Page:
Robert Rauschenberg

There is a very interesting exhibition on at Tate Modern in London that would be worth visiting. One of the most remarkable things you notice as you wander around the rooms is the very experimental nature of Rauschenbergs work which shifted the borders between art forms as well as between art, science and social movements.

ba45e66473d15a7123dd8830dd764f31-1.jpgHis visual work often employed layering and spilt frames which is similar to some of the work we have been looking at for the Motion Project.

In his early days Rauschenberg attended Black Mountain College the ethos of which struck me as similar to what we are trying to do on the course. In particular there was a lot of cross disciplinary work between filmmakers, artists and dancers.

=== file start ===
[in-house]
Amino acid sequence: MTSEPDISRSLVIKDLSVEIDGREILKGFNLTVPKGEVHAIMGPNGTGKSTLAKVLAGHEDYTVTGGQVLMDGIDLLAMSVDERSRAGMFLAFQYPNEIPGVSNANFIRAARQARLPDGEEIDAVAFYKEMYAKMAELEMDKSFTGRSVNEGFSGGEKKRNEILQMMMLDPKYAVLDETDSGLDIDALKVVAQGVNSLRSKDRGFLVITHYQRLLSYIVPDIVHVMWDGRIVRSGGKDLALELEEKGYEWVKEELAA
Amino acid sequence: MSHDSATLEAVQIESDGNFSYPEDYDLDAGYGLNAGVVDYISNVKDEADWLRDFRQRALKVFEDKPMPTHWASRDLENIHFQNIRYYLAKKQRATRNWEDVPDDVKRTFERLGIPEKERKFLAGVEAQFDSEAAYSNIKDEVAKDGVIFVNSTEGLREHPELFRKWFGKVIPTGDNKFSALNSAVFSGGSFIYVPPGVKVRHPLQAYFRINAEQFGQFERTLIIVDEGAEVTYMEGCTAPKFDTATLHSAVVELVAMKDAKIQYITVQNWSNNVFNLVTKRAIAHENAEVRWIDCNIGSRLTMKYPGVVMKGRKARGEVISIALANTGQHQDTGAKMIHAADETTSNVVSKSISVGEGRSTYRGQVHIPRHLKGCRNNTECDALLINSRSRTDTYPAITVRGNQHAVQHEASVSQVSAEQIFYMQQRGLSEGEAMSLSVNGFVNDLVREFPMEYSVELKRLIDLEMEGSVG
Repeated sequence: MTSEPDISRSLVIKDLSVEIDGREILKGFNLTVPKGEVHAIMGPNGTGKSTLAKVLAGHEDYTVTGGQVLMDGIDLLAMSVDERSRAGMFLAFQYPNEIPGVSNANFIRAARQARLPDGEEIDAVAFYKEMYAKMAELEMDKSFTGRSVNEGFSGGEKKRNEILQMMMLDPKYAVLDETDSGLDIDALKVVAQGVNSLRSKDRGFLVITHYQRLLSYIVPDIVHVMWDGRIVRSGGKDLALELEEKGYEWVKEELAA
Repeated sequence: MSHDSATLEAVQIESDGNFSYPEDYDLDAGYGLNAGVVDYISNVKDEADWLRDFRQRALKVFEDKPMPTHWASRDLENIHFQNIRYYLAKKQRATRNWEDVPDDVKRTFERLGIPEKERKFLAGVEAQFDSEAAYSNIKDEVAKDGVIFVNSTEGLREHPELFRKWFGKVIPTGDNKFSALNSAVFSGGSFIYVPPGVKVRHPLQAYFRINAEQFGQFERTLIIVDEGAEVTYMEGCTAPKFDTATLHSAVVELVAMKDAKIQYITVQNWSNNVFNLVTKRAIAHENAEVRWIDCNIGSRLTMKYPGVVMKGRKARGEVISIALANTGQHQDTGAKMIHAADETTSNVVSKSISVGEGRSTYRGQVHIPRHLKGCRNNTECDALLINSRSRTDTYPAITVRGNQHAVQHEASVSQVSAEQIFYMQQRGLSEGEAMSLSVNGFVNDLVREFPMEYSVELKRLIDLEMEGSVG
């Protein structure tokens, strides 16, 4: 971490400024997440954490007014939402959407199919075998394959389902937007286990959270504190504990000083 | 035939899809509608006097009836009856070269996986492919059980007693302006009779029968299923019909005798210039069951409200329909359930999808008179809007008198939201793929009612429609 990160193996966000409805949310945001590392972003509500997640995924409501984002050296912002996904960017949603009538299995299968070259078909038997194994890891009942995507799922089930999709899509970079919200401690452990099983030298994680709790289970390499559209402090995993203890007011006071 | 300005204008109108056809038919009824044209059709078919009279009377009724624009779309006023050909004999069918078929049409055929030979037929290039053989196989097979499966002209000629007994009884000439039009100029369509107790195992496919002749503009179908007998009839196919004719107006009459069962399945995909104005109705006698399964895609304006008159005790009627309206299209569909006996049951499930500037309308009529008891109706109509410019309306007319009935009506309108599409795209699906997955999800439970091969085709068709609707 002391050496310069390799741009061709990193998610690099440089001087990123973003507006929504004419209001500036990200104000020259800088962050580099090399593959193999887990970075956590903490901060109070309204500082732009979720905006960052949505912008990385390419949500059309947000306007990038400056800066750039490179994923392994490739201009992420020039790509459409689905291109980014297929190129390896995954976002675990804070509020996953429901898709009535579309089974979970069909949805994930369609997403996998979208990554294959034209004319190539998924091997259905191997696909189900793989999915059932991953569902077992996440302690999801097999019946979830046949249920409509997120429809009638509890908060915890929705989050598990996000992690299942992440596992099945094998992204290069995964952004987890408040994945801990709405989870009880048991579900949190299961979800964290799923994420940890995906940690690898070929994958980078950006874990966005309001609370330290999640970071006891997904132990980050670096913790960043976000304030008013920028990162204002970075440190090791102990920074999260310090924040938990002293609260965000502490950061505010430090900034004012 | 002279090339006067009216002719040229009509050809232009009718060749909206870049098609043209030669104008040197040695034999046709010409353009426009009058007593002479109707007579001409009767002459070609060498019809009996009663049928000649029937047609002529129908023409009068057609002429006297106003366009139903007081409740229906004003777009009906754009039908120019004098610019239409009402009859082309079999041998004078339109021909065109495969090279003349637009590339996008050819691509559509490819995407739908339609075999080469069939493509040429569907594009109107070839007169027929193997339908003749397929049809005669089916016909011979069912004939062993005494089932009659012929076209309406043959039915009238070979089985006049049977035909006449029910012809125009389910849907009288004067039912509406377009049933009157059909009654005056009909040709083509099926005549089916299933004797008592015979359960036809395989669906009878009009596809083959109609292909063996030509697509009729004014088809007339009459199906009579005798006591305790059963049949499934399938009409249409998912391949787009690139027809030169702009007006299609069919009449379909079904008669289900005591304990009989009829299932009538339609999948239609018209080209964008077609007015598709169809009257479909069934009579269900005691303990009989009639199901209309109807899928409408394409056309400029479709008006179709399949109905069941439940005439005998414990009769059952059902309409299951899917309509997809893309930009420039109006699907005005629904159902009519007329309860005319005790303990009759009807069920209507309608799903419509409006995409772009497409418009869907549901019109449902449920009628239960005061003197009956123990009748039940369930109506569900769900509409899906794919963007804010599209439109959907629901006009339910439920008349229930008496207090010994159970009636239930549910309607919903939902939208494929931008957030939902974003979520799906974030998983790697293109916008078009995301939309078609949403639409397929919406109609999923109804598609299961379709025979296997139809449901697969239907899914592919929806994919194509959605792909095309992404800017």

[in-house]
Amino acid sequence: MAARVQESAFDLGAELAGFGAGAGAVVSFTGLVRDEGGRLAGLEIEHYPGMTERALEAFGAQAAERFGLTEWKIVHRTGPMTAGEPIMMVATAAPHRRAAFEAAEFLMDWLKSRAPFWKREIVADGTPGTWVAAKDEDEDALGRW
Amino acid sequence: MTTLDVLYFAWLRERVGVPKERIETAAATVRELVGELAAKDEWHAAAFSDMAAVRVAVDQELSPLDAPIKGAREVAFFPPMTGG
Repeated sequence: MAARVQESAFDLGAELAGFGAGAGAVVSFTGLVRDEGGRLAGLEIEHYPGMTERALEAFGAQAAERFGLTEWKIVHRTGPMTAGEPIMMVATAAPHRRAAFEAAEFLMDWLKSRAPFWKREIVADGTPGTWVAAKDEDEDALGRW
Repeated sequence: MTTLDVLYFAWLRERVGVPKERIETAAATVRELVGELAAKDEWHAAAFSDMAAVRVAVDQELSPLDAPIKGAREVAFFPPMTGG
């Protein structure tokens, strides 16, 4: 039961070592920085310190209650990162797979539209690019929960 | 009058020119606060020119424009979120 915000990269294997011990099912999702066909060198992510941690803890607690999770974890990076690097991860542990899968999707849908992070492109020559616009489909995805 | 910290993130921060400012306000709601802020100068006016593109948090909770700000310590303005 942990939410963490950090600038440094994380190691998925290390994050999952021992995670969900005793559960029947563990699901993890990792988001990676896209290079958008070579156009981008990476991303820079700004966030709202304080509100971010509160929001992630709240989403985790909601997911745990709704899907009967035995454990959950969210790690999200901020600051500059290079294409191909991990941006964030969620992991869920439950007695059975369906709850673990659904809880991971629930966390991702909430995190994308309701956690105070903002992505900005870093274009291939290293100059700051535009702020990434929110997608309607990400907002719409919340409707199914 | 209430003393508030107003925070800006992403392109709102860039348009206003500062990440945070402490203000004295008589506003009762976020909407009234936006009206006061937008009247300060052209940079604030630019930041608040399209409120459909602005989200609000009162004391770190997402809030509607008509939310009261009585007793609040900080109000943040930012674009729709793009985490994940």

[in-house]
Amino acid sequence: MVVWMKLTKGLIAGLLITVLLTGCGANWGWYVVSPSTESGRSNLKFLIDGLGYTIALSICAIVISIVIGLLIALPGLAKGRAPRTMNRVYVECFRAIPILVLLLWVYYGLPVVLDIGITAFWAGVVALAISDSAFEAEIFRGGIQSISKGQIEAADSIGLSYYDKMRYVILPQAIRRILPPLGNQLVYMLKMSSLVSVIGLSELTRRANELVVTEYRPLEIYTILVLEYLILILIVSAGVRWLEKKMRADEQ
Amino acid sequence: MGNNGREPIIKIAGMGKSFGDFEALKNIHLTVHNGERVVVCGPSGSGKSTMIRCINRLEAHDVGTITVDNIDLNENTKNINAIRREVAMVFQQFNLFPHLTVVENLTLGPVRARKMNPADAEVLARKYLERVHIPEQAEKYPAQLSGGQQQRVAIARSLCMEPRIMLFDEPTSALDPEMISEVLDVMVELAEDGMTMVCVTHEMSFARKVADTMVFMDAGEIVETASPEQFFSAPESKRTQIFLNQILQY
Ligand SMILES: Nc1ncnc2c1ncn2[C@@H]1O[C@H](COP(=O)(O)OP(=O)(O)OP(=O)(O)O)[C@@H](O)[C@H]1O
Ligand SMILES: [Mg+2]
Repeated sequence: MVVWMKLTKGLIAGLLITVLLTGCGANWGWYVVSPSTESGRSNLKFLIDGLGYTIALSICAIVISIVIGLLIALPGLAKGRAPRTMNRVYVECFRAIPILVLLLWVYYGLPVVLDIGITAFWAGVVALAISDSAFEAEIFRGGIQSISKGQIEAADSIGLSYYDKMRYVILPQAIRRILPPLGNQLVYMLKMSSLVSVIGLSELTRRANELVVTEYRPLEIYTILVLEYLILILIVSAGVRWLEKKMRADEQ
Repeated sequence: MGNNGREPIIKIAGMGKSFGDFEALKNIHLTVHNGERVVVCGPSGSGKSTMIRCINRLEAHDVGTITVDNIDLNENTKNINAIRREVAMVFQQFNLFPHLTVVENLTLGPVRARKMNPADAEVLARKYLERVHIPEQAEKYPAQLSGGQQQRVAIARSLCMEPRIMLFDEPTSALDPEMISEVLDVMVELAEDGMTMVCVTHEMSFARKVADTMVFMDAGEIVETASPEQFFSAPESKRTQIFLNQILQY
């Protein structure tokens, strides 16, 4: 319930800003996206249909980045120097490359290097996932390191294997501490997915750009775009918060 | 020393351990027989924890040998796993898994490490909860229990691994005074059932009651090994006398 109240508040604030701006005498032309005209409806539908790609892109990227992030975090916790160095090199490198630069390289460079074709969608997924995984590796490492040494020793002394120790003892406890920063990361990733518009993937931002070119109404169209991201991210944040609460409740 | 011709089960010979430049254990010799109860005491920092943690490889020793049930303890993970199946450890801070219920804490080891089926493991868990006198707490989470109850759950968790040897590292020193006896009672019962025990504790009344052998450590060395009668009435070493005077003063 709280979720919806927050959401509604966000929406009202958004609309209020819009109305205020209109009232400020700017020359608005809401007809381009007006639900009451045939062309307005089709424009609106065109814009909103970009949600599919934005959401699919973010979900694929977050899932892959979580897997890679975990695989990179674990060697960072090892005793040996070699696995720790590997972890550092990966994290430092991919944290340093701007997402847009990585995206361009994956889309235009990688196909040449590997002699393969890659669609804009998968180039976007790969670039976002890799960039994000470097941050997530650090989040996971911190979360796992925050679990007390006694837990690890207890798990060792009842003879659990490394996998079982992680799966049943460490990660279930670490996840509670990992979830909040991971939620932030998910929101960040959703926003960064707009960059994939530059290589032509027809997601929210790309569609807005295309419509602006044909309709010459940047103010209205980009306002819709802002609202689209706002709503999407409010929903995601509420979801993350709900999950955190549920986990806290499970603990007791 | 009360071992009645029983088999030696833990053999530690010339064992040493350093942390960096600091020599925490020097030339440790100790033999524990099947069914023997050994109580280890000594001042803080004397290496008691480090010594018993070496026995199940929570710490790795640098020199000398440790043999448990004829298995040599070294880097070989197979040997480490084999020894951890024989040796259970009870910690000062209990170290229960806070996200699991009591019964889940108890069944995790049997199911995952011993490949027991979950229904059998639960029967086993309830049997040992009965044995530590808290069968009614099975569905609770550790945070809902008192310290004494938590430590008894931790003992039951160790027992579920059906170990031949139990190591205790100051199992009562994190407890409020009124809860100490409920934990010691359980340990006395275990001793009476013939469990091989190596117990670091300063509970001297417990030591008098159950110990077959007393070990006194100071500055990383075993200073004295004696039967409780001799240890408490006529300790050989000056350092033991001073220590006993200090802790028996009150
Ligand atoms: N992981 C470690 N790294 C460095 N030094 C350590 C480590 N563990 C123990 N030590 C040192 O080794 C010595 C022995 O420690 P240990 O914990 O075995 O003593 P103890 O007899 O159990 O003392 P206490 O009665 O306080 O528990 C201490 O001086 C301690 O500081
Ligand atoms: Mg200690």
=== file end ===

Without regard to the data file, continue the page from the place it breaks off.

Black Mountainwas a highly influential school founded in North Carolina, USA, in 1933 where teaching was experimental and committed to an interdisciplinary approach. The college’s progressive principles were based on the educational theories of John Andrew Rice, its founder. In the curriculum, drama, music and fine art were given equal status to all other academic subjects. Teaching was informal, with an emphasis on collaboration, communal living and outdoor activities. Most of the work of running the college and maintaining the buildings was done by students and faculty. Black Mountain quickly became an extraordinary powerhouse of modern culture in America. Amongst its teachers were some of the greatest names of modern American culture, including the Bauhaus teacher Josef Albers, who had fled Nazi Germany after the closure of the Bauhaus that same year and became one of the first teachers at the college. Abstract expressionist painters Willem and Elaine de Kooning, artist Robert Rauschenberg, composer John Cage and dancer and choreographer Merce Cunningham were all also associated with the school at one time or another.


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